The candidate gene of QTL11 might be Zm00001d001961, which encoded SAUR-like auxin-responsive protein. The majority of SAUR genes can induce growth in leaves, stems and floral organs via cell elongation (Sun et al. 2016; Stortenbeker and Bemer 2019). In addition, the overexpression of SAUR could also influence the auxin levels, polar auxin transport and/or expression of auxin pathway genes (Stortenbeker and Bemer 2019). Auxin can also played role on the leaf angle via the regulation of the growth of the abaxial and abaxial cells of ligular region, auxin signal transduction (Song et al. 2009; Li et al. 2010). So Zm00001d001961 might regulate leaf angle by the division and expansion of adaxial and abaxial cells.
Zm00001d006348, the predicted candidate gene for QTL17, encoded a growth-regulating factor (GRF) with two conserved domains, i.e. WRC and QLQ (Choi et al. 2004). Through the interaction between QLQ domain in the N-terminal of GRFs and the SNH domain in GIF (GRF-interaction factor) protein, a functional complex which regulated the expression of genes downstream was formed (Kim and Kende 2004). In Arabidopsis thaliana, GRFs could promote or inhibit the growth of organs by regulating the cell size (Kim et al 2003) or the cell division (Kim and Lee 2006; Vercruyssen et al. 2015). Over-expression of BrGRF8 from Chinese cabbage (Wang et al. 2014) and BnGRF2 from rapeseed (Liu et al 2012b) in transgenic Arabidopsis plants increased the sizes of the leaves and other organs by regulation of cell proliferation. It was also found that genes for GRFs could regulate several traits, such as leaf size, plant height and flowering traits in maize (Wu et al 2014b; Zhang et al. 2008). Their transcriptional expression were affected by gibberellin (GA) (Wang et al. 2014) and miR396 (Jones-Rhoades et al. 2006). Because the protein encoded by the candidate gene of Zm00001d006348 was the homologous sequence of that encoded by AT2G45480 (GROWTH-REGULATING FACTOR 9) in Arabidopsis thaliana, the function of Zm00001d006348 can be predicted by AT2G45480. AT2G45480 negatively regulated leaf growth by activating the expression of a bZIP transcription factor gene, i.e. OBP3-RESPONSIVE GENE (ORG3), and restricted cell proliferation in the early stage of leaf development (Omidbakhshfard et al. 2018). Therefore, Zm00001d006348 might negatively regulate the proliferation of cells in the ligular region, and further affect the leaf angle.
Zm00001d006463, the candidate gene for QTL18, encoded C2C2-Dof-transcription factor with a highly conserved DNA-binding domain of Cys2/Cys2 (C2/C2) zinc finger (Yanagisawa, 2004). The DOF proteins were found involved in many biological processes, such as tissue differentiation, seed development and regulation of metabolism (Noguero et al. 2013). It is worth noting that theDOF transcription factor AtDOF5.1 could regulate leaf adaxial-abaxial polarity by controlling the expression of Revoluta (REV), a Class III homeodomain-leucine zipper (HD-ZIPIII) transcriptional regulatory proteins (Kim et al. 2010). Therefore, Zm00001d006463 might also regulate the leaf adaxial-abaxial polarity in maize.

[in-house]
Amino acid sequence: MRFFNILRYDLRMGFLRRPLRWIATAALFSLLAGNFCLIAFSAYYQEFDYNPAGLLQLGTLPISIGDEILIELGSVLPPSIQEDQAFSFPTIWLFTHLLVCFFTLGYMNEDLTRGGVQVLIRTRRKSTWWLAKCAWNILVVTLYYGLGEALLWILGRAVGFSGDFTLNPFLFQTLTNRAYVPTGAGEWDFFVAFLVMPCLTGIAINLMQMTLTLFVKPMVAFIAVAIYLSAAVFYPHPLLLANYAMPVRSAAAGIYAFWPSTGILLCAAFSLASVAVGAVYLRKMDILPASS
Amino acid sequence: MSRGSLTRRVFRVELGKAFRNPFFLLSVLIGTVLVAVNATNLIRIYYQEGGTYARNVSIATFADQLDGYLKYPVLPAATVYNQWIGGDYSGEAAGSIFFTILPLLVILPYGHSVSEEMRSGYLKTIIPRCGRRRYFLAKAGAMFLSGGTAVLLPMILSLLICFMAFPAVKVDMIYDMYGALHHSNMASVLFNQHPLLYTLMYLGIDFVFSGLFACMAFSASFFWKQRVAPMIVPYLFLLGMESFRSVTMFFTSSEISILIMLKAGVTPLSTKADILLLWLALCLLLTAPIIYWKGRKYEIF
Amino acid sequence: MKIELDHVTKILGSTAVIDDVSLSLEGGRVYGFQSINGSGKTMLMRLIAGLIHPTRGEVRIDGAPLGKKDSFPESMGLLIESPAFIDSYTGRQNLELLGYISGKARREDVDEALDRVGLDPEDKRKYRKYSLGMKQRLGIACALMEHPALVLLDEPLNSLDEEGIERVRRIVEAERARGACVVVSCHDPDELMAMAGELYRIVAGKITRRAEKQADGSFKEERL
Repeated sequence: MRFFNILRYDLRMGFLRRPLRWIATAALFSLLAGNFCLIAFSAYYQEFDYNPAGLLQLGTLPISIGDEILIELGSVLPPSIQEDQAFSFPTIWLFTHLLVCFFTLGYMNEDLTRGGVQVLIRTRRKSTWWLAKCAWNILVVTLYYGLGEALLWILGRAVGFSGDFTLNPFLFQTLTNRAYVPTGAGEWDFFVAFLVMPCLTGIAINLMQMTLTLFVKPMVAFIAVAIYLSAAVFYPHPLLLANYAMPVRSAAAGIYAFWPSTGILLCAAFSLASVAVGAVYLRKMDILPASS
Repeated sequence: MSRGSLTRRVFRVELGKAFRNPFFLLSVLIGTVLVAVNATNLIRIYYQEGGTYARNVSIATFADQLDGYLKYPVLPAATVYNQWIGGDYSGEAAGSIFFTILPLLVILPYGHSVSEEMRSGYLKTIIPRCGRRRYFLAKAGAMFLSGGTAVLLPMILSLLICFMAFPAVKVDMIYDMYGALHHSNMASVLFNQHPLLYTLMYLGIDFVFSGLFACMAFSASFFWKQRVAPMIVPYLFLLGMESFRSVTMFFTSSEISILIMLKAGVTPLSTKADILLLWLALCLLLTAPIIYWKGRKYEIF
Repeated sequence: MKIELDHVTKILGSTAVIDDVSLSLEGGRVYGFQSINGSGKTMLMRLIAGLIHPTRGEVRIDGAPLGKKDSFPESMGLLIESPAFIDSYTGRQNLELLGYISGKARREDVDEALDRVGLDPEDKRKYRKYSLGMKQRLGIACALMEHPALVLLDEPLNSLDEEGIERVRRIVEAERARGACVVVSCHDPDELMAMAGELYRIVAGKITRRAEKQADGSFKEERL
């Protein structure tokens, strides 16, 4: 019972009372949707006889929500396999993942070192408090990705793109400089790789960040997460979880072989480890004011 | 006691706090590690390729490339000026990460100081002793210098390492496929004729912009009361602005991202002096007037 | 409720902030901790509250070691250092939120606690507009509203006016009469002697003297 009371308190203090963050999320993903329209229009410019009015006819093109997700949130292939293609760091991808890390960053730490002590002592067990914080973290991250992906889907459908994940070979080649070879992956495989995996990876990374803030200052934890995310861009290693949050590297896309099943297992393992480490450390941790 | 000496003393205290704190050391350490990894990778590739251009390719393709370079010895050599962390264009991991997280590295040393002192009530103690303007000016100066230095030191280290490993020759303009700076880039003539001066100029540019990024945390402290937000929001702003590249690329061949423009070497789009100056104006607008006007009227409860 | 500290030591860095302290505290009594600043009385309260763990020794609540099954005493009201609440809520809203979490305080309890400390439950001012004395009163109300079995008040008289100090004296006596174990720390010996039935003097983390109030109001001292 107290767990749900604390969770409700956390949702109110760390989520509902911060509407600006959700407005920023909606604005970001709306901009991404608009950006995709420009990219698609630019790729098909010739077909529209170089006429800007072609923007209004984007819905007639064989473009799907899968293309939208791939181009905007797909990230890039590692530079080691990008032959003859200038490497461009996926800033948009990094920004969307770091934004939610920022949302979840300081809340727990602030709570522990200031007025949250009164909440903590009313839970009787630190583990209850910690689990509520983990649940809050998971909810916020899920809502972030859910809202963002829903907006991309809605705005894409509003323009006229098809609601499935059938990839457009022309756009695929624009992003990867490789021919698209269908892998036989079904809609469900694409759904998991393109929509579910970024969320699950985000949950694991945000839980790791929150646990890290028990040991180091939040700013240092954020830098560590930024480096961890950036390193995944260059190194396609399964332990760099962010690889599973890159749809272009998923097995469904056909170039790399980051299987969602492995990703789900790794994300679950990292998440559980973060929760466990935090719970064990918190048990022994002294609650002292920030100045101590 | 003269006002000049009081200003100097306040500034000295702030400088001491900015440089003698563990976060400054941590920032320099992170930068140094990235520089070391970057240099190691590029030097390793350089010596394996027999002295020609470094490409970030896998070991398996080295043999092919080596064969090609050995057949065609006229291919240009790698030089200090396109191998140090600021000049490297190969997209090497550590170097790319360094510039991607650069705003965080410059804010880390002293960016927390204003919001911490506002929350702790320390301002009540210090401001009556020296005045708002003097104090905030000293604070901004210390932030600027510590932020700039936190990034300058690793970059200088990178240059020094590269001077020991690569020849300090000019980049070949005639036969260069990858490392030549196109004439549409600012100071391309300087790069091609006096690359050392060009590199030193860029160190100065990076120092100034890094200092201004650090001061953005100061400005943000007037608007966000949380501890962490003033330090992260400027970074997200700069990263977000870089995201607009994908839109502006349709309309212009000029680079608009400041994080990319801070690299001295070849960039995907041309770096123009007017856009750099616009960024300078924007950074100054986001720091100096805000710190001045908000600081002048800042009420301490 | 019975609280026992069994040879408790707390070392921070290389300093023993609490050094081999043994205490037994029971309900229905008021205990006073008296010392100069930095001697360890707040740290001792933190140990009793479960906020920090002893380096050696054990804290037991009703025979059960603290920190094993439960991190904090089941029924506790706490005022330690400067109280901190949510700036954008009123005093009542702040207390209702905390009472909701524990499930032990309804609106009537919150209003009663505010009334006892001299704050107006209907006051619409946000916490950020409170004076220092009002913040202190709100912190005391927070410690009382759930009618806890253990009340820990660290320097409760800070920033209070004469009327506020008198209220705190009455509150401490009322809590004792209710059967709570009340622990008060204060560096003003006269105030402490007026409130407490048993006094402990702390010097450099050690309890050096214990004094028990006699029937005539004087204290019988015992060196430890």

Zm00001d017618, a possible candidate gene for QTL29, encoded a B3-domain transcription factor that might regulate the expression of genes in the BR synthesis pathway and the signal transduction pathway (Tian et al. 2019; Je et al. 2010). Recently, Tian et al. (2019) found that the B3-domain transcription factor gene Zm00001d002562 (ZmRAVL1) on Chrom. 2 activated the expression of brd1 downstream, increased endogenous brassinosteroid content, promoted proliferation of cells in ligular region, and enlarged leaf angle. Therefore, Zm00001d017618 was predicted to regulate the leaf angle via brassinosteroid content in the ligular region.
Zm00001d024919 encoding an adenylate kinase was the possible gene for QTL41. Two near isogenic lines with different leaf angle were analyzed by the method of comparative proteomic analysis, and adenylate kinase complicated in glycometabolism might be associated with leaf angle formation and the physical and mechanical properties of midribs (Wang et al. 2015).
The candidate gene for QTL42 might be Zm00001d025018 encoding alpha expansin. Expansins responsible for cell-wall relaxation are required for cell elongation (Kong et al. 2017). Furthermore, increased expansin expression at early stages of organ development induced cell proliferation and consequently increased growth (Wyrzykowska et al. 2002). Both the size of the cells determined by the cell elongation and the number of cells determined by the cell division influence the size of the auricle and ultimately leaf angle (Kong et al. 2017).
Zm00001d025033 encoding a TCP transcription factor was the possible candidate gene of QTL43. TCP transcription factors with TCP conserved domain formed a bHLH structure had been found to regulate many aspects of plant development, such as branching in maize (Doebley 1995; Bai et al. 2012)༎TB1 (Teosinte Branched 1) can inhibit the growth and development of lateral branches, and tb1 mutant gene leaded to increased number of lateral branches in maize (Doebley 1995). BAD1, which is another TCP transcription factor gene and could promote cell proliferation in a lateral organ, i.e. the ligular region, may influence inflorescence architecture by regulating the angle of lateral branch emergence ༈Bai et al. 2012). Zm00001d025036 encoding indole-3-acetate beta-glucosyltransferase also located in this QTL. The glycosylation of auxin might influence the phenotype of plant via the regulation of auxin levels (Jackson et al. 2002).